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Hazardous Chemical Release Roundup: EPA cites Detroit Edison for reporting violations, settles cases in Indiana, Minnesota
Release Date: 12/13/2006
Contact Information: Mick Hans, (312) 353-5050, email@example.com
FOR IMMEDIATE RELEASE
CHICAGO (Dec. 13, 2006) - U.S. Environmental Protection Agency Region 5 has cited Detroit Edison's River Rouge facility for late notification of a hazardous chemical release. A $144,412 penalty is proposed. In other actions, EPA recently settled chemical release reporting cases with BP Products North America, Whiting, Ind.; Colors Inc., Indianapolis; and Crystal Valley Cooperative, Lake Crystal, Minn.
In the Detroit Edison case, EPA alleges that the facility at 1 Belanger Park Drive failed to immediately notify the National Response Center of a 10,559-pound release of sodium hydroxide on May 6, 2003. The company neglected to contact the NRC, the Michigan emergency response commission and local emergency planning committee, until more than 20 hours after it knew of the release. A required written follow-up report to the Michigan emergency response commission was also filed late, 10 days after the release. A follow-up report to the local emergency planning committee was never filed. The incident occurred when a maintenance crew left a process valve open. The sodium hydroxide flowed through the process line and mixed with cooling water, which was then released from the facility, potentially affecting the Detroit River and the Rouge River ecosystems.
Sodium hydroxide is commonly used in metal cleaning and processing. Exposure to it can irritate or burn the skin, eyes and gastrointestinal tract.
Inhaling large amounts can be fatal. Sodium hydroxide releases greater than 1,000 pounds must be reported immediately.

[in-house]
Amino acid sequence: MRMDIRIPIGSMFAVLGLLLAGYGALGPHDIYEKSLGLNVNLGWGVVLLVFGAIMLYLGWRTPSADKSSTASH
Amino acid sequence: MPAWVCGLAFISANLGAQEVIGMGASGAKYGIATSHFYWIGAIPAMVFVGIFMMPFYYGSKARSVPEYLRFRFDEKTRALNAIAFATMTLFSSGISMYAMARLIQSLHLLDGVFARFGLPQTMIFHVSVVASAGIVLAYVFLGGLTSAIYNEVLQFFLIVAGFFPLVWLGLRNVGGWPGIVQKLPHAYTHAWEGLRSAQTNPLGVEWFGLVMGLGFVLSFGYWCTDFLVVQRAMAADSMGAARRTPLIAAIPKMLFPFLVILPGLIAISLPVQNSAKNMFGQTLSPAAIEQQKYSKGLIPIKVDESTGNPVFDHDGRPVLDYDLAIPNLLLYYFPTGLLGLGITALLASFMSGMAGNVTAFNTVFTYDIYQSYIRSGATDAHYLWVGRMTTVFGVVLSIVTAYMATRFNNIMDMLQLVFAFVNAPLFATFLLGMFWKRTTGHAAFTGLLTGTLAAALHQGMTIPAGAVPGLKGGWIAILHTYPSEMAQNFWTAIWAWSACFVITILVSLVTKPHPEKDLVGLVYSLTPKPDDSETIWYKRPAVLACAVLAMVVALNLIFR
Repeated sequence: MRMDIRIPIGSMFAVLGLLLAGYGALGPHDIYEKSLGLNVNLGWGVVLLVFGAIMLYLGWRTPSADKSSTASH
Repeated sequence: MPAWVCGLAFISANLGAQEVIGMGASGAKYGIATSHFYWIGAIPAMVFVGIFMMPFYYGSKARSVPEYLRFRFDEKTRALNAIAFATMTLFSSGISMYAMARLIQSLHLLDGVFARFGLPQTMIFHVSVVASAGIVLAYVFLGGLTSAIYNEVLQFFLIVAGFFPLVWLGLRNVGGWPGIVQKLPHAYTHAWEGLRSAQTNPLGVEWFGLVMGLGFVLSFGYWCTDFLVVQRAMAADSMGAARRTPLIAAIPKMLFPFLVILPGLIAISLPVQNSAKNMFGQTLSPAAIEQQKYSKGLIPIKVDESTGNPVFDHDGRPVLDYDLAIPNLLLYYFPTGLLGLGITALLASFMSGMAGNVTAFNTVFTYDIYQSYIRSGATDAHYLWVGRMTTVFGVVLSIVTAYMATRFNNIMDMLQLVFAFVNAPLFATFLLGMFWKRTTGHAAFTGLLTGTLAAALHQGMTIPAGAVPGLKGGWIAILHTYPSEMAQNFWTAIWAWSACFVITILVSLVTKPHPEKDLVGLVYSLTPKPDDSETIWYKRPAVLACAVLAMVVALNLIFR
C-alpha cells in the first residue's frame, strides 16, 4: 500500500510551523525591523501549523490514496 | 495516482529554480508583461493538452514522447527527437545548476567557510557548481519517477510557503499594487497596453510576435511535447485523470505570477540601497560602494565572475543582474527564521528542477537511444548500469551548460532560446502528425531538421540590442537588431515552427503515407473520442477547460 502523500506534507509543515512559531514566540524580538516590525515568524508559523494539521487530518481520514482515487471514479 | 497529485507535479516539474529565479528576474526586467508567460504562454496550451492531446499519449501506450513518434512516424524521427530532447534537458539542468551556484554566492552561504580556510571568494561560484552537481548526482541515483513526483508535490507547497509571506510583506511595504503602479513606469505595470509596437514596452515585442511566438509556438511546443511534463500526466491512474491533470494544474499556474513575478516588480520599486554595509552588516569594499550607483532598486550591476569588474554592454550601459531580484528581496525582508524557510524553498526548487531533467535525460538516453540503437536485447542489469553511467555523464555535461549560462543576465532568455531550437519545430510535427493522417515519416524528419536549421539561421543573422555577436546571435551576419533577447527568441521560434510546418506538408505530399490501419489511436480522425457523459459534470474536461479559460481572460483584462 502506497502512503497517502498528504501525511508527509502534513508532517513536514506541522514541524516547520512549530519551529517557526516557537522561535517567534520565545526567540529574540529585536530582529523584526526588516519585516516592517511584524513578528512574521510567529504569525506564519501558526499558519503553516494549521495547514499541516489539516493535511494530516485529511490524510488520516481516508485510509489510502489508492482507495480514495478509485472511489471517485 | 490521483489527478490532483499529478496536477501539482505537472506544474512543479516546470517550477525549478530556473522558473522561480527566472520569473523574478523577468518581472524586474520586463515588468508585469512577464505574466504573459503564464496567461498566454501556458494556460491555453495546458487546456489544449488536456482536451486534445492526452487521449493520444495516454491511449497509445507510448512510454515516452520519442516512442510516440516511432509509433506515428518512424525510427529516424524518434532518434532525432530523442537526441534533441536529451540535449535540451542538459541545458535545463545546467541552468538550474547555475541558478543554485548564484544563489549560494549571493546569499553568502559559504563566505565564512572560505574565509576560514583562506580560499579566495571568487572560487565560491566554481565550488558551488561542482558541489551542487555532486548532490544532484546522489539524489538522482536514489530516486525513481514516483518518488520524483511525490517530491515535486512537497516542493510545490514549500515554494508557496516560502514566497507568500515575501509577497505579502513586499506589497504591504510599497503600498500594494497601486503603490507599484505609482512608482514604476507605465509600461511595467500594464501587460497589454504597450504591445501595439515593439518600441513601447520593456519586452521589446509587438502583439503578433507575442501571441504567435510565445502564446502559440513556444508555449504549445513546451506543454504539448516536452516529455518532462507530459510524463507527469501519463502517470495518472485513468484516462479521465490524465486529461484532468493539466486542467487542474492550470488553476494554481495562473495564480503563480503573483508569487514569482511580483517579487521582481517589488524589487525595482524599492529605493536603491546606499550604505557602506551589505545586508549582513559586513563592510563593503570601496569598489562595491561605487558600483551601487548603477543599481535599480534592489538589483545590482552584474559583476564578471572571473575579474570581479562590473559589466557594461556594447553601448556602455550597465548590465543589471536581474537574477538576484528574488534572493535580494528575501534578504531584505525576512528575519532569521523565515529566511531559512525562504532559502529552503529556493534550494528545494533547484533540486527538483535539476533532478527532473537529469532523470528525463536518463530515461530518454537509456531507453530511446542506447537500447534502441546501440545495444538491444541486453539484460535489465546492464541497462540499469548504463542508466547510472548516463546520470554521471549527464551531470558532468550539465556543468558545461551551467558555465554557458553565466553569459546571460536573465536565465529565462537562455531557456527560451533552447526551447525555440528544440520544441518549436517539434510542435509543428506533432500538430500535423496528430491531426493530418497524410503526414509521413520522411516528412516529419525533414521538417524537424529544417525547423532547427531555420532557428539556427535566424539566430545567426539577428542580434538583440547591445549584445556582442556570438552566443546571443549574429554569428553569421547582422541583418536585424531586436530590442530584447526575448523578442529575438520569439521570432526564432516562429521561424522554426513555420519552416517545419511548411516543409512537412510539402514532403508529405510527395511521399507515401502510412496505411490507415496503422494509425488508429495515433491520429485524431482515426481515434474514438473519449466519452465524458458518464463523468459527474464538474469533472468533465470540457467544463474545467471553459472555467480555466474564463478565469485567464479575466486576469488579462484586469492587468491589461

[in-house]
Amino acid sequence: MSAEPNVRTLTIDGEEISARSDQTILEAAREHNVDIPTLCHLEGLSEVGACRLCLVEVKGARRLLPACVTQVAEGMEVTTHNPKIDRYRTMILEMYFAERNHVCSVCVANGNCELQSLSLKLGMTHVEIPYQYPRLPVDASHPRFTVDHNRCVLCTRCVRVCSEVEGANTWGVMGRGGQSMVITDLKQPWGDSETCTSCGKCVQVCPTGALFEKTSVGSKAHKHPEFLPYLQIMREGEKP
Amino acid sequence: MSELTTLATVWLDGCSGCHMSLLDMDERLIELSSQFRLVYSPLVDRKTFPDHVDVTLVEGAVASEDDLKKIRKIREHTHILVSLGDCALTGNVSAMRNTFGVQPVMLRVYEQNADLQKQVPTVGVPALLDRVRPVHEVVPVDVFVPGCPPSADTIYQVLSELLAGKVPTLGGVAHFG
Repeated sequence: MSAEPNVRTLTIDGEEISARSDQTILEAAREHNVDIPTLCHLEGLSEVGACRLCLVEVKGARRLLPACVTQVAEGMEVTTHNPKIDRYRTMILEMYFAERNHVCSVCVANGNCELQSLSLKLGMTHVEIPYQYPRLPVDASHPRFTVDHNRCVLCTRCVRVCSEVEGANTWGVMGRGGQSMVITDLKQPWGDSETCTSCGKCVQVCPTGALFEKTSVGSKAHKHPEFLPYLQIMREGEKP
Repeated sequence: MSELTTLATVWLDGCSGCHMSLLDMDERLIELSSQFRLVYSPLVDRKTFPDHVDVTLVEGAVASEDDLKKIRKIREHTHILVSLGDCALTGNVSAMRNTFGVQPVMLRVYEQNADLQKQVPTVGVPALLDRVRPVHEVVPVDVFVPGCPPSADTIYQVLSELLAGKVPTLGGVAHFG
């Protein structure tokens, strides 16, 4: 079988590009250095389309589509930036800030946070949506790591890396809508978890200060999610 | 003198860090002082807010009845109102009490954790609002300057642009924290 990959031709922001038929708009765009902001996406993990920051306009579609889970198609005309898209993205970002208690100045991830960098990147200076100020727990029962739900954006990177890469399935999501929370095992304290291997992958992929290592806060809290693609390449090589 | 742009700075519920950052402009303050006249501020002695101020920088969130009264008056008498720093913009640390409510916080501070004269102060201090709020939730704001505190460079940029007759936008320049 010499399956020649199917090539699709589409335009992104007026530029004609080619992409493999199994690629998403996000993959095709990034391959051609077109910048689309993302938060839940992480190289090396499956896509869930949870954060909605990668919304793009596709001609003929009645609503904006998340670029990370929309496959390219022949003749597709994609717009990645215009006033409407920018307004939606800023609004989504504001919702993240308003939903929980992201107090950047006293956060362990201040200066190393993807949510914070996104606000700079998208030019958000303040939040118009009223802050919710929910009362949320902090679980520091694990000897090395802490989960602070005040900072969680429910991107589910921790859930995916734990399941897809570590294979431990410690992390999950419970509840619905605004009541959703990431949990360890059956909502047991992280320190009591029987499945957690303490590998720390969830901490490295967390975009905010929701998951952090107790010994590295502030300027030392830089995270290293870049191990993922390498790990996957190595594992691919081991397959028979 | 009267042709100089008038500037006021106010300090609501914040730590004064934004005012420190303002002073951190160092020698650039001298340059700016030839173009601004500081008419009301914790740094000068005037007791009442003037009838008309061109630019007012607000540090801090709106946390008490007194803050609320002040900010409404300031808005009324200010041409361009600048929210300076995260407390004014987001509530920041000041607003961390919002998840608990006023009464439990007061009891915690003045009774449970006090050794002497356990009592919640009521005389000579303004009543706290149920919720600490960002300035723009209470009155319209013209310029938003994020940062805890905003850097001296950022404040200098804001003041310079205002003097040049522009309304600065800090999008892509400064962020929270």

BP Products North America, 2815 Indianapolis Blvd., Whiting, Ind., paid $13,203 for failure to immediately notify the NRC of a 606-pound anhydrous ammonia release from the facility on Dec. 8, 2004. EPA alleged the company did not contact the NRC for more than nine hours after it knew of the release. The incident occurred when a storage tank over-pressurized.
Anhydrous ammonia causes burns to the skin and irritation to the eyes, nose and throat and can be fatal if inhaled for long periods of time. Anhydrous ammonia releases greater than 100 pounds must be immediately reported.
Colors, a specialty aluminum products business at 5780 Massachusetts Ave., Indianapolis, paid $19,214 for failure to immediately notify the NRC of a 45,906-pound sulfuric acid release on July 6, 2005. EPA alleged the company did not contact the NRC for more than eight days after it knew of the release. The incident occurred when a storage tank being filled by a tanker truck overflowed.
Sulfuric acid causes burns to the skin and irritation to the eyes, nose and throat. Releases greater than 1,000 pounds must be immediately reported.
Crystal Valley Cooperative, an agricultural cooperative business at 721 W. Humphrey, Lake Crystal, Minn., paid $18,789 for failure to immediately notify the NRC of a 2,200-pound anhydrous ammonia release on April 16, 2005. The incident occurred when an ammonia tank rolled off a truck into a ditch and broke open while in transit to the facility. The only response agency notified at the time was the local fire department, which responded to the incident and helped shut off the valve.